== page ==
Sunday

November 23, 2014

November 23, 2014

Posted by **Johnny** on Thursday, July 13, 2006 at 7:20pm.

3. Suppose that two lotteries each have n possible numbers and the same payoff.

In terms of expected gain, is it better to buy two tickets from one of the lotteries

or one from each?

4. A random square has a side length that is a uniform[0,1] random variable. Find

the expected area of the square.

5. If n men throw their hats into a pile and each man takes a hat at random, what

is the expected number of matches? (Hint: Express the number of matches as

a sum of n Bernoulli random variables.)

Well Johnny, we (at least I) don't simply respond to requests for answers. The objective here is not just "getting the answer", but seeing that you "get the method" behind it too.

What have you tried? Where are you stuck right now?

**Answer this Question**

**Related Questions**

Math - Game Theory - Suppose that a decision-maker's preferences can be ...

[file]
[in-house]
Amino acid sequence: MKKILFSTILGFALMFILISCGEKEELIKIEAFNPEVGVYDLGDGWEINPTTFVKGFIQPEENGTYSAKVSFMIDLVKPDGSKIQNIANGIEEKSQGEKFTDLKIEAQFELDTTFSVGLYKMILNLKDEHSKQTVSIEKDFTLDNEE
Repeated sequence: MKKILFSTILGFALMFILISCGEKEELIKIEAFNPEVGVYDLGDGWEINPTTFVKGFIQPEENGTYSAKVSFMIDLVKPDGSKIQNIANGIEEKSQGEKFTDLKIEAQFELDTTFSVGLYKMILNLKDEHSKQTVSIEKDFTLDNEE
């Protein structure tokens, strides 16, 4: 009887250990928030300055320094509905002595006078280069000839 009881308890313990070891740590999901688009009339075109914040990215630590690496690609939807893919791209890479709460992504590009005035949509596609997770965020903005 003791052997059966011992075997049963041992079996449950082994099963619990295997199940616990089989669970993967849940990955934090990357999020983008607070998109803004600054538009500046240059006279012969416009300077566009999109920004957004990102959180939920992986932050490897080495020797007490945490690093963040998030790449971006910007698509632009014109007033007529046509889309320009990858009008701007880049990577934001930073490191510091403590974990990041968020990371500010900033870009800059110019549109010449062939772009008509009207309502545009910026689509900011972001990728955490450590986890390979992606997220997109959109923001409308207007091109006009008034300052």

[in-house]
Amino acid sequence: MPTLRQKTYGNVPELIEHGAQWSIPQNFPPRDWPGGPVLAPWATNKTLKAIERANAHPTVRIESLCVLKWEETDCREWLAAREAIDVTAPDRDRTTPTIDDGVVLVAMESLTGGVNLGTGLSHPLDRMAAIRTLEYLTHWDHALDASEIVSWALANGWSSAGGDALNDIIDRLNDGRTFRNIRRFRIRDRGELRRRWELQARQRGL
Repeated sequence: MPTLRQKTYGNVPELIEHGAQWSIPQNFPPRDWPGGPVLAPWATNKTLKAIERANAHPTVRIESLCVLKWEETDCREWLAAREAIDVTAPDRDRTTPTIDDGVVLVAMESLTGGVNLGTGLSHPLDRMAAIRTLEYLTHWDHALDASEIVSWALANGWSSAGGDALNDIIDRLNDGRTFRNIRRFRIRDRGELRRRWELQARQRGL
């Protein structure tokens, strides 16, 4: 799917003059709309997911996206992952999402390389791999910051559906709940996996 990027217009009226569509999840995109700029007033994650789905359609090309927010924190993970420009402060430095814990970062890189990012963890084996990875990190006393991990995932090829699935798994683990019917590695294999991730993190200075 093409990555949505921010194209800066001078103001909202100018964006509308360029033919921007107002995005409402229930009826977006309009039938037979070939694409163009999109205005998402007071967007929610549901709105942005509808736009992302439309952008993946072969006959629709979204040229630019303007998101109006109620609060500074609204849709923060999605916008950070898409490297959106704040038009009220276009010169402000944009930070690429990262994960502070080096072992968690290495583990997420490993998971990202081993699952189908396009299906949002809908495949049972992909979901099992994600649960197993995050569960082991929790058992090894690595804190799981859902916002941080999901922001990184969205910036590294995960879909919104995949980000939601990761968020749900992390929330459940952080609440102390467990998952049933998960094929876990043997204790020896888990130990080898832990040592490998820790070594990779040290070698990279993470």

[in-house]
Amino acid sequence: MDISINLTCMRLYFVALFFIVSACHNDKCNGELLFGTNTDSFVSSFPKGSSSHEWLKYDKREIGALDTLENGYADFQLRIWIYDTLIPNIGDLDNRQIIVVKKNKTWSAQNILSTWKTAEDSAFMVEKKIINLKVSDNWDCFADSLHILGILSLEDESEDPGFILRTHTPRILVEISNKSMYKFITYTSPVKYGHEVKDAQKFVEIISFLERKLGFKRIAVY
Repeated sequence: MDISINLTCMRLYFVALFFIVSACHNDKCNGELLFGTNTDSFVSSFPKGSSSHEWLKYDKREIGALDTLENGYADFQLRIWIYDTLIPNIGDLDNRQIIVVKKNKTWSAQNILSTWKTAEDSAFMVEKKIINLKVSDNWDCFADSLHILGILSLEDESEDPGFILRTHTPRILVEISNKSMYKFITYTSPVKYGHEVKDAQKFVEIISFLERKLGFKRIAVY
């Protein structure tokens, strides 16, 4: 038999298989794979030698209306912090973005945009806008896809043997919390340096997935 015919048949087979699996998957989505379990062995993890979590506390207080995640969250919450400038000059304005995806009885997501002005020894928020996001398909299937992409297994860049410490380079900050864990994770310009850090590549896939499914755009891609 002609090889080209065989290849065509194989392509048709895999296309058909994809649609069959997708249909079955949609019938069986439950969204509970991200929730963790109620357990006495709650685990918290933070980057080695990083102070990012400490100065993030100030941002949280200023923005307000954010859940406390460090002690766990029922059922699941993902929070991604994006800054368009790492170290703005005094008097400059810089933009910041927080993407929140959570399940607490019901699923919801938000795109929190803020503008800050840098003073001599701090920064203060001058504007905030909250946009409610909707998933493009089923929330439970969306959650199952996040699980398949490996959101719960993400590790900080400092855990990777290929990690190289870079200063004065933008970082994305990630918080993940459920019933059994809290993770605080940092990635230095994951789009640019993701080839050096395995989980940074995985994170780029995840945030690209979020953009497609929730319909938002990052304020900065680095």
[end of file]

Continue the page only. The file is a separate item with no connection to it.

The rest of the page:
stats: need help please - 4.34 Keno is a favorite game in casinos, and similar ...

stats - a student randomly guesses at five multiple-choice questions, each ...

Please Help - PROBABILITY - At a fair run by a local charity organization, it ...

statistics - At a church bazzar they have a game of chance that consists of ...

math - suppose a lottery game allows you to select a 2-digit number. Each digit ...

Math - Suppose you play a game in which two fair standard dice are rolled. If ...

stu - An individual with utility function U(X) = X2 bought Lottery A and Lottery...

Stats - 1. If you were to receive $3 for every time a 7 or 11 was rolled with ...

finding numbers - The sum of two positive numbers is 20. Find the numbers if the...